The World Reports: The Death of 95-Year-Old South African Icon Nelson Mandela
South African president Nelson Mandela died on Thursday at the age of 95, after suffering in recent years and after being confined to a hospital bed for the past few months.
The man lovingly known as Madiba, born in 1918, was an icon for many reasons and many roles he played. He was an anti-apartheid crusader, the first president of democratic South Africa, and a political prisoner who spent 27 years in jail – the majority of that time locked away on Robben Island.
Mandela was released from prison in 1990, and was voted president of his country in 1994.
"Our nation has lost its greatest son," said current South African president Jacob Zuma on Thursday (CBC News). "Our people have lost a father."
Everyone rushed to report the news of Mandela's death on Thursday, and that included those in the sports world. Acclaimed Canadian columnist Stephen Brunt, for Sportsnet, had one of the day's more original pieces, documenting Mandela's history, career, and life as a boxer.
Mandela was a boxer, remember. And though he did indeed go on to address the importance of the moment, the first thing he wanted to talk about was the fight.
As Mandela lay dying, so many paused to once more appreciate one of the towering figures of our time.
Sport is a tiny footnote in the larger story, but this is also one of those rare instances when the games we play to entertain and distract ourselves actually take on a meaning far beyond sports writers' clichés.
You can always count on Buzzfeed on days like these, and they hit the mark with several of their trademark lists, all in tribute to Mandela.
(My personal favourite: "Know your enemy – and learn about his favourite sport.")
(The Guardian is, of course, in here. But it's the very first one – that blacked out cover from The Daily Telegraph – that deserves top honours.)
"I am one of the countless millions who drew inspiration from Nelson Mandela's life. My very first political action, the first thing I ever did that involved an issue or a policy or politics, was a protest against apartheid. I studied his words and his writings. The day that he was released from prison gave me a sense of what human beings can do when they're guided by their hopes and not by their fears. And like so many around the globe, I cannot fully imagine my own life without the example that Nelson Mandela set, and so long as I live I will do what I can to learn from him."
If movies are your style – of course they are – you can always watch and then re-watch the trailer of the brand-new film starring Idris Elba, who takes on playing the younger Mandela before prison as well as the man who was jailed on Robben Island.
Or, you can just go and see the movie.
Mandela: The Long Walk to Freedom was released on November 28, and has already become South Africa's highest-grossing movie (Vancouver Sun).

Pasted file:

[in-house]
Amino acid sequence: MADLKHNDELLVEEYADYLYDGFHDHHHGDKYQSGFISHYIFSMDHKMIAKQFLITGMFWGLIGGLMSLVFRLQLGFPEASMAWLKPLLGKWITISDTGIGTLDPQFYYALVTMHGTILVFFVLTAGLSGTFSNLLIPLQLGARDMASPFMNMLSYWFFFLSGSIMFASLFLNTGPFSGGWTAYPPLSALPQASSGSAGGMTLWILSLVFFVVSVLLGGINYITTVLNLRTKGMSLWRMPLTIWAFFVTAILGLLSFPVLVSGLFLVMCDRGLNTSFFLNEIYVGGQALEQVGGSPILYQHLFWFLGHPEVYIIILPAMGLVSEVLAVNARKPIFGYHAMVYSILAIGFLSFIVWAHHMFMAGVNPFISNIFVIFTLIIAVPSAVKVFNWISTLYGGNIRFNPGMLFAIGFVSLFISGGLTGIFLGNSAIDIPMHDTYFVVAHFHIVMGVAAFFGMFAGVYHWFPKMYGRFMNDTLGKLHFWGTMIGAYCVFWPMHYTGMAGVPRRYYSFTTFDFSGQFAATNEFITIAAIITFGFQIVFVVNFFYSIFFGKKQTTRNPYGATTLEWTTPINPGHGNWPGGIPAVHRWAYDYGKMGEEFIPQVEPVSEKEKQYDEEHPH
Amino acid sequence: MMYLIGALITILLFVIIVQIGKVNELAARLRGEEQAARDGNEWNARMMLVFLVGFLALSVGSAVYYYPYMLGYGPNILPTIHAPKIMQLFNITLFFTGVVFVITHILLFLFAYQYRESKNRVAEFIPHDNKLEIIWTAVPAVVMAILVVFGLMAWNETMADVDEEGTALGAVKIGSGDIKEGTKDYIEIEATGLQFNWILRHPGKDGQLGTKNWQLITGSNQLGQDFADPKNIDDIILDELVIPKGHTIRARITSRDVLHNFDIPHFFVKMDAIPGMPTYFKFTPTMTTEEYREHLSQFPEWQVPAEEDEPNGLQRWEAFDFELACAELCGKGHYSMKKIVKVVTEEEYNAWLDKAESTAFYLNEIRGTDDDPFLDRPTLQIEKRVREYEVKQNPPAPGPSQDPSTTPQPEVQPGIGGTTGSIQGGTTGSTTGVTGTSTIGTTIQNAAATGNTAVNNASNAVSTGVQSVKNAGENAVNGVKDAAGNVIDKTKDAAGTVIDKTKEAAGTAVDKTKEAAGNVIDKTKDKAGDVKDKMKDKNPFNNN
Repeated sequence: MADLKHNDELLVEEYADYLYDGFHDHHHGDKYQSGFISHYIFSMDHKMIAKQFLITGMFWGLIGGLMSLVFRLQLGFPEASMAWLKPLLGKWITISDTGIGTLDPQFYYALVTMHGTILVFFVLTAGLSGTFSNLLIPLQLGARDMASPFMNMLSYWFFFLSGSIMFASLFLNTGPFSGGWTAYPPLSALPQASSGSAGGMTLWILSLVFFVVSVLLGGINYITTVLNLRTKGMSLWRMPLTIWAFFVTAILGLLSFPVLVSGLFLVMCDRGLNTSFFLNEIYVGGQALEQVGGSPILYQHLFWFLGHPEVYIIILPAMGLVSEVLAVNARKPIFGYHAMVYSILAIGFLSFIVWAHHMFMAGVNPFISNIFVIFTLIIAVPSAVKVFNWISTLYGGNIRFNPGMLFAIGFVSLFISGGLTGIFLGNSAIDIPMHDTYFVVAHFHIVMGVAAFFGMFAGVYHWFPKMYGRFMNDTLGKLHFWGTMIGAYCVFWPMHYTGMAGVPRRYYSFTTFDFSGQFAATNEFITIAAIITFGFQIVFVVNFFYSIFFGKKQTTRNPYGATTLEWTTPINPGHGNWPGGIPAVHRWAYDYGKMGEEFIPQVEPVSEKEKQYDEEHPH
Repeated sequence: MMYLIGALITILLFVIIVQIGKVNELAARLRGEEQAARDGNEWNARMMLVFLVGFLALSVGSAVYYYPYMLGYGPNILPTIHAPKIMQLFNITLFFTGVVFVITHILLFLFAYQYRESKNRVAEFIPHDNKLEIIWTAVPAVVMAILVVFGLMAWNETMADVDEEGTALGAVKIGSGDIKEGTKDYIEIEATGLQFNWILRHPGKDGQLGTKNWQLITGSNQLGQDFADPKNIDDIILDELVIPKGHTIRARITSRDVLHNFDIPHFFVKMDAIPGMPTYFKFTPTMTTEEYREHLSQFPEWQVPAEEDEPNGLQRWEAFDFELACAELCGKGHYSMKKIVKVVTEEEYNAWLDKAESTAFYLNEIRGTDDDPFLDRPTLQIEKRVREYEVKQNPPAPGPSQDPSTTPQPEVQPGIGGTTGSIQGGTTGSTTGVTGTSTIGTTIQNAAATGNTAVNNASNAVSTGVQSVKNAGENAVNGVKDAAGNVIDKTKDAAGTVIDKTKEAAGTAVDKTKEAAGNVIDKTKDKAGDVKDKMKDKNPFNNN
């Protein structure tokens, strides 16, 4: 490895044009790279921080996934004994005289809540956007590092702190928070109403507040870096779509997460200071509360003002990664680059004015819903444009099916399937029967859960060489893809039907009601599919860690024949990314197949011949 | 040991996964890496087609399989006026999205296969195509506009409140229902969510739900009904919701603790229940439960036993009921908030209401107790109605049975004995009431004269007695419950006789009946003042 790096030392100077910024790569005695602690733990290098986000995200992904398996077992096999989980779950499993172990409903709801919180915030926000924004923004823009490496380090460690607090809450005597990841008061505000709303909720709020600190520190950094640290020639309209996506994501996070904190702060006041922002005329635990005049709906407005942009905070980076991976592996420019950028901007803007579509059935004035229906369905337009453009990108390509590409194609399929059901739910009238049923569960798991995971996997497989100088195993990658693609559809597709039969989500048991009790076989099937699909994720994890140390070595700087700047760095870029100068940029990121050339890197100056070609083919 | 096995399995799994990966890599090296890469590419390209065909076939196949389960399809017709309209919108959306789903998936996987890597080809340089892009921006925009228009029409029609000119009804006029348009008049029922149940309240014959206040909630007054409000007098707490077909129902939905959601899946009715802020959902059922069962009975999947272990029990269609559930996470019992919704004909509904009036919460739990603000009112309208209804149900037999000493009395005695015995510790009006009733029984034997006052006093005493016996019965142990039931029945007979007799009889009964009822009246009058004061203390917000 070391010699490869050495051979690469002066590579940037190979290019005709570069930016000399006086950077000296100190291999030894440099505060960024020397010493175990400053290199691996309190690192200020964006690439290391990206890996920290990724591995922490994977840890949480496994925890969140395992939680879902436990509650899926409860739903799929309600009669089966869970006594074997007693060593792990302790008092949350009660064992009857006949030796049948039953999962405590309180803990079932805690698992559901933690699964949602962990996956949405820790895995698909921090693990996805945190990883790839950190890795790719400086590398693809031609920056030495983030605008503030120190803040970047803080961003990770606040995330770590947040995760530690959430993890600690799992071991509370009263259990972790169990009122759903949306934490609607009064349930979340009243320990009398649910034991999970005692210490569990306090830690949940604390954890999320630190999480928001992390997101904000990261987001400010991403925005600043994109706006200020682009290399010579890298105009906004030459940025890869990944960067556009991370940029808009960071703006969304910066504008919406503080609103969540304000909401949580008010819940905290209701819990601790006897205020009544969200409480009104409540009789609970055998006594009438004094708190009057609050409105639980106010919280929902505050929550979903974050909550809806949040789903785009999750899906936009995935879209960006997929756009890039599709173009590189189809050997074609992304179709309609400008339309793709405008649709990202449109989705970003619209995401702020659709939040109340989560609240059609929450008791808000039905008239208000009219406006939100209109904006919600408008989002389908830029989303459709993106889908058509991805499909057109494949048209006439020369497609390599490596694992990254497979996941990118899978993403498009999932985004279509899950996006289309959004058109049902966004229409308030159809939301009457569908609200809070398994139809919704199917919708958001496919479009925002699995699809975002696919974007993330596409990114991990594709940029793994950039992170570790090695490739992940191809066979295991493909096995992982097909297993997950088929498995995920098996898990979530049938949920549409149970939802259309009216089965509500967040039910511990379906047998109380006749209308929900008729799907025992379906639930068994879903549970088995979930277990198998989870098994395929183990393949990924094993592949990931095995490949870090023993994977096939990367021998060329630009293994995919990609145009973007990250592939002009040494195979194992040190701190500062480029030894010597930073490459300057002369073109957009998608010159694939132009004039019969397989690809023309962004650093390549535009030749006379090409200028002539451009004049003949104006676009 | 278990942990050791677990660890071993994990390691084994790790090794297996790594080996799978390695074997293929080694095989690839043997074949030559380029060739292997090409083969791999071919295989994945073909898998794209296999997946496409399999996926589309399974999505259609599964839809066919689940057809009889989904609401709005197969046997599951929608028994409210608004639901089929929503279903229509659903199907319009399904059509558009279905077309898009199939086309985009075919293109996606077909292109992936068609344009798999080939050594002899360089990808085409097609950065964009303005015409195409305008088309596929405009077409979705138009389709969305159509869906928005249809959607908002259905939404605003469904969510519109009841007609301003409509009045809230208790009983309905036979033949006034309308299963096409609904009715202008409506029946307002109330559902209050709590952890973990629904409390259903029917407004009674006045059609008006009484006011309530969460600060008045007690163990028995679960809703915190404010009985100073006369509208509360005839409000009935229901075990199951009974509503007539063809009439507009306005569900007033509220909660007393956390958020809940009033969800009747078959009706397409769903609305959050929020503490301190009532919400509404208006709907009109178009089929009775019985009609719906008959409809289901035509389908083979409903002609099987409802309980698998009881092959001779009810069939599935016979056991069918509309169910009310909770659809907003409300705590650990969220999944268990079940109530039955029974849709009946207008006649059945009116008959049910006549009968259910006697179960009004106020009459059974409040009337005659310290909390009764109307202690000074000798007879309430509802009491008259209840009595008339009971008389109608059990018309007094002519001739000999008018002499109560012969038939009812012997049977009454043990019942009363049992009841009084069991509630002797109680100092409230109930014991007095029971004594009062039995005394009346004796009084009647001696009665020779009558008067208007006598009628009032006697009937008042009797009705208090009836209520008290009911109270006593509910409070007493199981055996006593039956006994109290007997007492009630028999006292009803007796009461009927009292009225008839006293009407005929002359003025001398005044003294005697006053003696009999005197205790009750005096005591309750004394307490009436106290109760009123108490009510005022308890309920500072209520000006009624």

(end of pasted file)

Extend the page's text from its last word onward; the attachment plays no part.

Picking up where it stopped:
Britain's The Independent knocked Twitter out of the park today:
'To be free is not merely to cast one's chains, but to live in a way that respects the freedom of others' pic.twitter.com/y9v6H48mgn— The Independent (@Independent) December 6, 2013
"Why was he important here and why particularly to black Britain? Because he epitomised journey and epitomised struggle... The journey from feisty lawyer to rebel leader to war leader. His trajectory from Robben Island and the other jails, where over 27 years his body grew old but not his spirit; to the presidency, elected by the first multiracial ballot. All of us who yearn to move our narrative forward and only ever manage to do so in feet and inches marvelled at a man who looked like us and who made history with a people against fantastic odds in leaps and bounds. We admired him, and that appeal was magnified by the quality of enemies he attracted.
"And yet his true impact was as a unifier on our shores, even during his imprisonment. The long campaign here, in his support and against the tyranny of apartheid played a crucial and continuing role in bringing Britons of many backgrounds together over two generations."
Reporter Sean Leathong, out of Hamilton's CHCH TV station, was at Toronto's Nelson Mandela Public School, where students held a tribute for their institution's namesake:
Archbishop Desmong Tutu wrote a column for The Independent, writing about his friend Mandela and also his past as a "former terrorist" and as a man who served 27 years in prison and came out of it changed, "tempered in the fire of adversity"...
"It gave him a new depth, helped him to be more understanding of the foibles of others, to be more generous, more tolerant, more magnanimous and it gave him an unassailable credibility and integrity, and so he could be as he was when he emerged from prison, willing to extend a hand of friendship to his former adversaries and be generous when they were vanquished.
"He lived out the understanding that an enemy is a friend waiting to be made."
Black Press reporter Jeff Nagel documented social media's reaction to Madiba's death for the Surrey Leader, with the following Storify: